Today’s Special Guest: Blake Charlton

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I first met Blake Charlton in San Jose last fall, at the World Fantasy Convention.  Blake is a sibling of a sort:  His editor is also my editor.  And so I looked upon him initially as a younger brother.  An incredibly bright, talented, capable, charming, funny, good-looking younger brother.  In other words I hated his guts.

Not really.

Okay, a little.  But he’s a really, really good guy and, from all accounts, a wonderful writer.  His debut novel, Spellwright, will be released by Tor Books on March 2.  His website can be found at http://www.blakecharlton.com.

So let’s make him welcome.  Ladies and gentlemen, I present Blake Charlton.  [Cue crickets; smattering of applause.]

Imagine that someone asks you to have a long, serious discussion about writing. Imagine you care about this person. Imagine you are not feeling snide. Imagine you are not (very) drunk.

When you respond, you will invariably say “Show, don’t tell,” and “Write about what you know.” Depending on how Romantic (capital R) you’re feeling or how romantic (sans capital R) the other person is making you feel, you might add “Write about what you love.” Solid. You had to say those things. If you didn’t, clowns would eat you in your sleep. For serious. There’s a reason why, when approached by clowns, toddlers go apeshit. They know.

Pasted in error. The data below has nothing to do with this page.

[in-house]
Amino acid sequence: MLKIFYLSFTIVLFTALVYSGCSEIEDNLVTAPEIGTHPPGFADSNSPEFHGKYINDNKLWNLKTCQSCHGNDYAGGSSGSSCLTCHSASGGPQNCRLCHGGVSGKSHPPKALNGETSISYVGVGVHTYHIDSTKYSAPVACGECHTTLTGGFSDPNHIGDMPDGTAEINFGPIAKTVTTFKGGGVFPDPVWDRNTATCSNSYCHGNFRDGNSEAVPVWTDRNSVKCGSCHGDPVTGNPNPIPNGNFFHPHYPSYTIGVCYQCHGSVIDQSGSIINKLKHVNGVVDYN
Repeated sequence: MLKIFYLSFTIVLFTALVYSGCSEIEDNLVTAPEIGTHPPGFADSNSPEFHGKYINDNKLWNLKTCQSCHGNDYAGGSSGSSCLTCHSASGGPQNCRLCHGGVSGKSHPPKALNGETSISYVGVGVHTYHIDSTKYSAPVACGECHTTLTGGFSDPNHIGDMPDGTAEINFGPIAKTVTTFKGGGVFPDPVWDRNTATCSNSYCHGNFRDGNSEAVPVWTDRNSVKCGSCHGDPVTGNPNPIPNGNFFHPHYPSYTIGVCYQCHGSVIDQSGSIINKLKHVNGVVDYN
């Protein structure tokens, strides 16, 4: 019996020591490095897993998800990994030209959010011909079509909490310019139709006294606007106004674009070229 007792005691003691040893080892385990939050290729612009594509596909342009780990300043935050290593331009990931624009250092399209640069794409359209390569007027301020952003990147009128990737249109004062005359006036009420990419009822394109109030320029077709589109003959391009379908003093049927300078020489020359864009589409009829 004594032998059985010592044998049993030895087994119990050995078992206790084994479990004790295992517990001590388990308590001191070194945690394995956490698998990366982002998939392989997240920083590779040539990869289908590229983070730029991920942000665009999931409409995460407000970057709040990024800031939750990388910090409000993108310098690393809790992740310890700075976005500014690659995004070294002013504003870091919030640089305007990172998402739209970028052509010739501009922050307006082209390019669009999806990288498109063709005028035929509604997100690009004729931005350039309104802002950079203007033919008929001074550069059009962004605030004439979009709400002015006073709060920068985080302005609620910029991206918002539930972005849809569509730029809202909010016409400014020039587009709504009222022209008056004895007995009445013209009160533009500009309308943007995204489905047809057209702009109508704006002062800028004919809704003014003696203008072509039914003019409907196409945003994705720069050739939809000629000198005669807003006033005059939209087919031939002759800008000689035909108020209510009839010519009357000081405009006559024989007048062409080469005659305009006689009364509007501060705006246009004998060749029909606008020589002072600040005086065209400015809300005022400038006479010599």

So, you’ve now avoided death by Steven King and given your friend the fundamental pearls of writing wisdom. Strong work. Though I’m scratching my itch-to-be-flip as I write this, I don’t want to dismiss these statements. Showing is more powerful than telling; clear prose results of clear, informed thinking. Of course, these imperatives are not universally true. Some story elements must be ‘told’ for the sake of brevity, plot, characteristic opacity, etc. Likewise, if a story requires the author to write outside of expertise, the story must be humored. Research and consultation can revise such ventures after they’re written. If curious, you can find essays about the shortcomings of canonical writerly wisdom scattered across the internets. So let’s just stop at saying they’re useful up to a point.

The groin of conventional wisdom I’m trying to kick here (and hope you too will kick in the comments) is not that the conventional wisdom is too limited, but that it is incomplete. “Show, don’t tell,” and “Write about what you know and love.” That sounds really pleasant, but screw it. You’re in danger of producing familiar, beloved, saccharine mush. I say we make a third ingredient mandatory: “Write about what you fear.”

No, man, not the clowns. That was only like…metaphorical.